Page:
How To Save a Life: The Power of Spoken Word

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By: Tobi Abdul

In the spoken word community, a common phrase repeated throughout the poetry slam is “it’s not about the points, it’s about the poetry.” For an outsider watching a slam, which is rooted in competition, these words may not make much sense, but for a poet, these words are our guiding principles. The poetry is the only thing that matters and the points are just a bonus.

 

Like any art form, poetry has the ability to inspire, to heal, to increase confidence, to change lives. By finding a love for the stage through the monthly poetry slams, workshops, and events held byHamilton Youth Poets (HYP), dozens of youth have found their voice since HYP was established.

 

For one teammate, spoken word has improved his confidence and allowed him to find camaraderie in belonging to the HYP team and through competition. HYP has allowed him to discover the art of spoken word, and his voice. The family he has found through the team constantly pushes him to be a better poet and artist.

 

For another, HYP has been instrumental in her growth as a person and as an artist. For someone who spent her formative years not being listened to, being given a microphone and a platform to speak to an audience who would listen and love her for her was the closest she’s felt to perfection. Knowing that her words had meaning and were understood allowed her to connect with people and realize that she wasn’t alone anymore, and that she had found a community that truly supported her. She believes that spoken word has changed her life and without it, she wouldn’t be here.

 

That’s the power of spoken word. The feeling of being on stage, sharing your words to a receptive audience is unparalleled. For me, poetry has served as an emotional outlet where I can feel supported, where my feelings can be validated, where I can feel less different, and more human. Through poetry, I’ve begun to understand the nuances of human experiences. When I speak, or another person speaks, the snaps and sounds that echo around the room serve as a non-verbal “I understand.” Those words were all I ever dreamed of hearing as a too-awkward, mentally ill teenager. To hear those words in the form of scores, and applauds, and cheers, and snaps, every time I stand on stage and show a willingness to bare my soul is life-changing.

 

When you leave a slam, regardless of what place you’ve come in, whether it’s first or last, you’re in a state of euphoria. Performing spoken word is like standing on stage naked, asking the world to love the parts of you that you found most difficult to love yourself. Or, asking the audience to empathize with experiences you’ve gone through, to ruminate on issues you care about, to see you as a metaphor for the commonalities in the human experience.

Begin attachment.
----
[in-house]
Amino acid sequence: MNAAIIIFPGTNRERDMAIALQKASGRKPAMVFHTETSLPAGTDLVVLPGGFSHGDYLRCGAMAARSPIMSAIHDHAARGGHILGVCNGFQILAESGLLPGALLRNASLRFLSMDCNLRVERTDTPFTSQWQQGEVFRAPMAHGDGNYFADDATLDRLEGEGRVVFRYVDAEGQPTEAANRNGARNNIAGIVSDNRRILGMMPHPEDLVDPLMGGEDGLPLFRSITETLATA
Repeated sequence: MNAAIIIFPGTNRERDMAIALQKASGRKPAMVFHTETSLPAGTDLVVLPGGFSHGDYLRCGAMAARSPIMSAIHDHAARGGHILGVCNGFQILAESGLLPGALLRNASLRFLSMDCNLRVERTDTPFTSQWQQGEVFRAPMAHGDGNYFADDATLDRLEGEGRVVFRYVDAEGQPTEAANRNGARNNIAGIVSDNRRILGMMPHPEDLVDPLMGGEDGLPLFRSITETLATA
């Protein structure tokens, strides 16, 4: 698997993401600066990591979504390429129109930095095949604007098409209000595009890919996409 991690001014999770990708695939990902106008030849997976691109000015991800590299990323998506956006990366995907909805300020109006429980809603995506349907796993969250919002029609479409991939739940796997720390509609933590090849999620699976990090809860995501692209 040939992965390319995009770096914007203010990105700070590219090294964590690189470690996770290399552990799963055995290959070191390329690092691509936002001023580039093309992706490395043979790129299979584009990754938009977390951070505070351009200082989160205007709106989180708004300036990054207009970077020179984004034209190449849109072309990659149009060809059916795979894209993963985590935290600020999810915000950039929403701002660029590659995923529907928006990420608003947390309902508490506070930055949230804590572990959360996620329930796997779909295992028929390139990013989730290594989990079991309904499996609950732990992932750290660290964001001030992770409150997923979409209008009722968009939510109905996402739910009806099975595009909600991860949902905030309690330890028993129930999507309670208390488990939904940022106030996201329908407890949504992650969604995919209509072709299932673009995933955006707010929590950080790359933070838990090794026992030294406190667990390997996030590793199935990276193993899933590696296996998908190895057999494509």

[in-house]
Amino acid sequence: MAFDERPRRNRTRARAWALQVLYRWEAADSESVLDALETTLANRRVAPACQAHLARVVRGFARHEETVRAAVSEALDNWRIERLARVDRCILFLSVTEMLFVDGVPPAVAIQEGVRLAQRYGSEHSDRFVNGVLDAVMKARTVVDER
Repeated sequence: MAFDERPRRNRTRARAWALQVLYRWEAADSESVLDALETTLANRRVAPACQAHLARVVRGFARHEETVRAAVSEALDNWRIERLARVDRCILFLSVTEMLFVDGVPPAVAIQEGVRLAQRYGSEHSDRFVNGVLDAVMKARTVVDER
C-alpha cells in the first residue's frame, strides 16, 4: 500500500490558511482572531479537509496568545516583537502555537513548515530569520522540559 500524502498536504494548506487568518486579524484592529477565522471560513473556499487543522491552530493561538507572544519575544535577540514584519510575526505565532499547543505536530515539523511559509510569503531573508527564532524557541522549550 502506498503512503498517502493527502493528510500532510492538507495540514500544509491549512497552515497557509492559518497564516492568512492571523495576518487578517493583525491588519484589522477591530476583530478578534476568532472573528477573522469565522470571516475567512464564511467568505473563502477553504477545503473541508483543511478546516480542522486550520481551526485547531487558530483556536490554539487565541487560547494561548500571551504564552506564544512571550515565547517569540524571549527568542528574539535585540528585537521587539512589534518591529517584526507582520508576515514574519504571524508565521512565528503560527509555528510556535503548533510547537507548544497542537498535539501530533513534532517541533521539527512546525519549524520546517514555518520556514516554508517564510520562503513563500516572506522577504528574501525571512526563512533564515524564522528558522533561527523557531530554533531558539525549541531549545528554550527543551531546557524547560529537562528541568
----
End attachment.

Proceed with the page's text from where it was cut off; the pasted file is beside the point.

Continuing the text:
The first time I performed poetry I was a few weeks shy of 14 and had entered my school’s annual literary coffeehouse through the urging of my English teacher. Sitting in the crowd with an iron grip on my paper, hands trembling as I waited my turn, I had no idea how much that night would change my life.

 

Six years later, when I had the chance to stand on a national stage and represent HYP, competing with teams all over Canada, I remembered that nervous almost-14 year old kid, who stared at her paper the entire performance. I wasn’t necessarily less nervous this time, but standing on the stage, looking out at all the people who came to support the art and the poets who loved the art, I knew that this was a sense of calling.

 

Being a part of Hamilton Youth Poets has allowed me to share my love for poetry with hundreds, if not thousands of people. I’ve became more confident, more expressive, more joyful, less lonely, more community-centered. I found a sense of family in the poetry community, and a renewed love for Hamilton as a student who hadn’t been raised in this wonderful city. The encouragement of a coach that never, ever gives up on you, and who believes in you when you can’t understand why, has saved my life. And I’m sure it has saved a lot of people’s lives.

 

The best part of the spoken word community is that it’s a community. Poetry gives a sense of belonging to so many people who have been desperately searching for it. It brings people of all walks of life, all ages, all different experiences and cultures together through an appreciation for honesty. Poetry is the closest thing that we get to unabashed honesty in this world. It gives us a way to take the hurt and the pain and the curiosity and the happiness that we feel on a day to day basis and turn them into – well, turn them into art. And for that, and for Hamilton Youth Poets, I’ll always be grateful.

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